Dembo shares his story about university and challenges, including immigration status. He gives his advice and views on education.
I’m studying maths and statistics at the Open University. I’m doing it part-time for financial reasons, hopefully over four years. I work in a cinema to pay for it. For me, the OU is a good way for me to study as well as working. You have to be really committed – I only see my teachers once every three months. Where I come from in Guinea, after a certain age you can’t go to uni. But at the OU some students are much older than me – they have families or are in their fifties and are still studying. I really admire it! It made me realise it’s never too late to study.
The biggest challenge for me was my immigration status. I had discretionary leave to remain but in 2012 the government changed the law so I couldn’t apply to Student Finance to fund my uni course. I really wanted to go to Southampton to do medicine but I couldn’t go to the interview because of my immigration status. The following year I applied again and two more unis gave me offers but I couldn’t accept them because my immigration status didn’t change.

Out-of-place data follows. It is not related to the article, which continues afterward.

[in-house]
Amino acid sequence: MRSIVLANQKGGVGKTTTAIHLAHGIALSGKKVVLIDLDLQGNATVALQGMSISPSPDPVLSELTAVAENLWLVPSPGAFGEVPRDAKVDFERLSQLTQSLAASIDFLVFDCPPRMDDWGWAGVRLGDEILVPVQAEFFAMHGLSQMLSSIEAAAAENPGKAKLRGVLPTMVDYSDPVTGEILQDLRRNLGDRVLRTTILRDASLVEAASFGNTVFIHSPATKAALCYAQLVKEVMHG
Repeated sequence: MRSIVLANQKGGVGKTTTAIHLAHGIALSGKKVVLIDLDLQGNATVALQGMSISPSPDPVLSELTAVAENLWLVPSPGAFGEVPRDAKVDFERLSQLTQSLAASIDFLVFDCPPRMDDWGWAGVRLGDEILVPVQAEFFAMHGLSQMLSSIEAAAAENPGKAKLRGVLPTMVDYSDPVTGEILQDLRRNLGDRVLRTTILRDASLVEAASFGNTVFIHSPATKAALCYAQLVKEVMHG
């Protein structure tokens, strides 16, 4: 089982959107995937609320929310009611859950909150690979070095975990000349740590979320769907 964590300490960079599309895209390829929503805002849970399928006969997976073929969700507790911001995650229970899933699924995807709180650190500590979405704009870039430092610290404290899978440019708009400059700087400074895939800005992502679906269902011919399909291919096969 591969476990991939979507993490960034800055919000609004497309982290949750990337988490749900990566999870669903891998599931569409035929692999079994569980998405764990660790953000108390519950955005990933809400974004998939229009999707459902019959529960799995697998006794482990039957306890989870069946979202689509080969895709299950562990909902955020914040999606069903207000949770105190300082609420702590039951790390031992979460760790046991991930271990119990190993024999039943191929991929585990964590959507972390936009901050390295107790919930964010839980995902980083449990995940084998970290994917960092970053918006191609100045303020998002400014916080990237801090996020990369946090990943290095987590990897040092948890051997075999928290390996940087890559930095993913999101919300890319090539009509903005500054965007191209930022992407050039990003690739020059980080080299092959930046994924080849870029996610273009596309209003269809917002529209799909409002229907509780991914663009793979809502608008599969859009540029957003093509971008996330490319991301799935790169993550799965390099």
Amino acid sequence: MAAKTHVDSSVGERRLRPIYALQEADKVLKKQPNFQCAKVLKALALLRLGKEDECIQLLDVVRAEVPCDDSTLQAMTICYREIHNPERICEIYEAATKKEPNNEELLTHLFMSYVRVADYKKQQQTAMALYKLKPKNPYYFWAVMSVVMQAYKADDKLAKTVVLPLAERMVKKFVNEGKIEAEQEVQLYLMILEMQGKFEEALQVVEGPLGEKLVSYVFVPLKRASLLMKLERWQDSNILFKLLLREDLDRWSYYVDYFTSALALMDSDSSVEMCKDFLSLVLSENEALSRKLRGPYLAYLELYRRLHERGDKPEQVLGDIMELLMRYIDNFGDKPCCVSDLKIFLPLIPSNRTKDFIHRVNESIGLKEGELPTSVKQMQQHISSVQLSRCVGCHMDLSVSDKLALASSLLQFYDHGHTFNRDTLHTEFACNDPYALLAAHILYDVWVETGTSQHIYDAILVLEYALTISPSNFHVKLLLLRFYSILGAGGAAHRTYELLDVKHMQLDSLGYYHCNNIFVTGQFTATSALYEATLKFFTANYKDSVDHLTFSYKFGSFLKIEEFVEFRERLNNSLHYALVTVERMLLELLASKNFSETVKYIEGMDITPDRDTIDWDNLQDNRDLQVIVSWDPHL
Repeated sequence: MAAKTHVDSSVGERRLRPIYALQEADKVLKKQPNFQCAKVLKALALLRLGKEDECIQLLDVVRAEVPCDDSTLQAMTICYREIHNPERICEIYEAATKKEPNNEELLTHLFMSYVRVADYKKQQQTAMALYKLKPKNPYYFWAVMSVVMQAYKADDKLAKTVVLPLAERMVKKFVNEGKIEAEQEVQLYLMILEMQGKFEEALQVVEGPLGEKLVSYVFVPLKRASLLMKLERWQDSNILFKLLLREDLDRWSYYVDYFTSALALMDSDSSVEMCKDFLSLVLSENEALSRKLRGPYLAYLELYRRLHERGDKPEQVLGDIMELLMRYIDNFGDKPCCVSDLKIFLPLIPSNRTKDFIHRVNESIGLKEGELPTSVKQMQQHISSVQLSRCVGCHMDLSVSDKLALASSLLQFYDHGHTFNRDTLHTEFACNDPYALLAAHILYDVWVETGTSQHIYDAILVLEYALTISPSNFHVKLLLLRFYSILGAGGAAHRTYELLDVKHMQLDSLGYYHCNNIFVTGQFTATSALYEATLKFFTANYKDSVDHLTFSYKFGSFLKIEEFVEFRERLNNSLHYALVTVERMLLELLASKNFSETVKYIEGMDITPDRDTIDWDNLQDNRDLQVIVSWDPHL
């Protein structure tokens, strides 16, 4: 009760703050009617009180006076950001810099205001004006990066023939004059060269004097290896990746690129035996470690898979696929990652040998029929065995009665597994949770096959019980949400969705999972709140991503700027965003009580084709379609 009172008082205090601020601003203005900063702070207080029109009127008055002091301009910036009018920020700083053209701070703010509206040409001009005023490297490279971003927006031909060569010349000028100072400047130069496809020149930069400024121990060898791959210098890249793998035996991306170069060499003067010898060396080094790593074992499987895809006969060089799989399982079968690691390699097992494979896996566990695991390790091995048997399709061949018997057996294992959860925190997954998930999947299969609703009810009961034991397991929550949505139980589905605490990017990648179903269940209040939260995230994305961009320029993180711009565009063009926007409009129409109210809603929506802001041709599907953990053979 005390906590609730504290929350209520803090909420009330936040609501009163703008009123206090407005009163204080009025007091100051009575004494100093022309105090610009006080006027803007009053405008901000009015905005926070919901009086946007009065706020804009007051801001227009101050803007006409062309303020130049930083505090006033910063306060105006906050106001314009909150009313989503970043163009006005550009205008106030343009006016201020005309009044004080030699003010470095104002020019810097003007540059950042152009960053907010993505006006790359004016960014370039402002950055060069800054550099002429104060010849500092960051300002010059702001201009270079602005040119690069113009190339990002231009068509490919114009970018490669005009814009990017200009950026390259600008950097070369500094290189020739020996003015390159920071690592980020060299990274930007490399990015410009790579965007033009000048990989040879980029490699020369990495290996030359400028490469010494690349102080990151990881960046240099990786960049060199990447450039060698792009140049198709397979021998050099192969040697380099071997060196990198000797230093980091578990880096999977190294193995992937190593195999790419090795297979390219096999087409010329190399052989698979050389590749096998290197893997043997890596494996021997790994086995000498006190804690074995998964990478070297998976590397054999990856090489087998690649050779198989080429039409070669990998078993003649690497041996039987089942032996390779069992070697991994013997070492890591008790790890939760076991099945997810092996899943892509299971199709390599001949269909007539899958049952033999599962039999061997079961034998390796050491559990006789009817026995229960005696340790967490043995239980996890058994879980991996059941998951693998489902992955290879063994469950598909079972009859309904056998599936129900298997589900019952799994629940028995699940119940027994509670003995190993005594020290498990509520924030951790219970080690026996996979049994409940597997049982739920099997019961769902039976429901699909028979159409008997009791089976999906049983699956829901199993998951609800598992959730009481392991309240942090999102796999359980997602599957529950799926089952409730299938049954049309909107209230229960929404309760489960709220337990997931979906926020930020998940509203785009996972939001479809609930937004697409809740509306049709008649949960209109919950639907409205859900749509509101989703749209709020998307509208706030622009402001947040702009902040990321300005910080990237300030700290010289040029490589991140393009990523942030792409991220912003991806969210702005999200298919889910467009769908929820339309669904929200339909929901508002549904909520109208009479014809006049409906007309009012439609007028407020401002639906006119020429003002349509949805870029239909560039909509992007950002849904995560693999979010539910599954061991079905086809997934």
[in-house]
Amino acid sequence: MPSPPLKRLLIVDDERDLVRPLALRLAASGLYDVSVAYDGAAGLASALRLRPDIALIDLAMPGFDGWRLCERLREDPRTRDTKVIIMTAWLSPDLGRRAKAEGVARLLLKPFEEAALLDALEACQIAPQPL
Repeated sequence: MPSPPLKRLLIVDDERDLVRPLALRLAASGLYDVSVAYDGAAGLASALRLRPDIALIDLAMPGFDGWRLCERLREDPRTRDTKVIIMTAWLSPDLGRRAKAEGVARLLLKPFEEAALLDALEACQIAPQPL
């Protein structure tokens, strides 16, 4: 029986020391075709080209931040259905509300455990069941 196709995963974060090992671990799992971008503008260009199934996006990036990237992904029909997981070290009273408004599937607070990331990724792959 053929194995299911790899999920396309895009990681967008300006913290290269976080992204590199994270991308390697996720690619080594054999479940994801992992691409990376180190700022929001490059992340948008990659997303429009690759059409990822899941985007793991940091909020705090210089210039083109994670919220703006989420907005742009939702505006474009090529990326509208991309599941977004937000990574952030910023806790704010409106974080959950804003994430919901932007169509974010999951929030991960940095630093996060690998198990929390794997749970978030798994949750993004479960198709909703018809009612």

This year I decided to go to uni whatever. My local authority said they’d pay but then changed their mind, so I’m paying for myself and continuing applying for funding towards my tuition cost. I’d say to others in this situation, provided it is in your care plan or pathway plan, if your discretionary leave is active, your local authority CAN fund your education, so do whatever it takes to get their support. They may say no at first – but keep pushing and hopefully they will review it.
You have to adapt to circumstances but you don’t have to give up on your dreams.
I still want to be a doctor. I’m doing an undergraduate degree in maths and statistics to get a job to pay my way through training to be a doctor. You have to adapt to circumstances but you don’t have to give up on your dreams.
I think education is seen as being primarily about numeracy and literacy. But for me it goes far beyond that. Education is the best tool any country can give to its children because through education we can tackle issues such as poverty, crime, racism, and homophobia. Education helps people look after their families and gives people independence.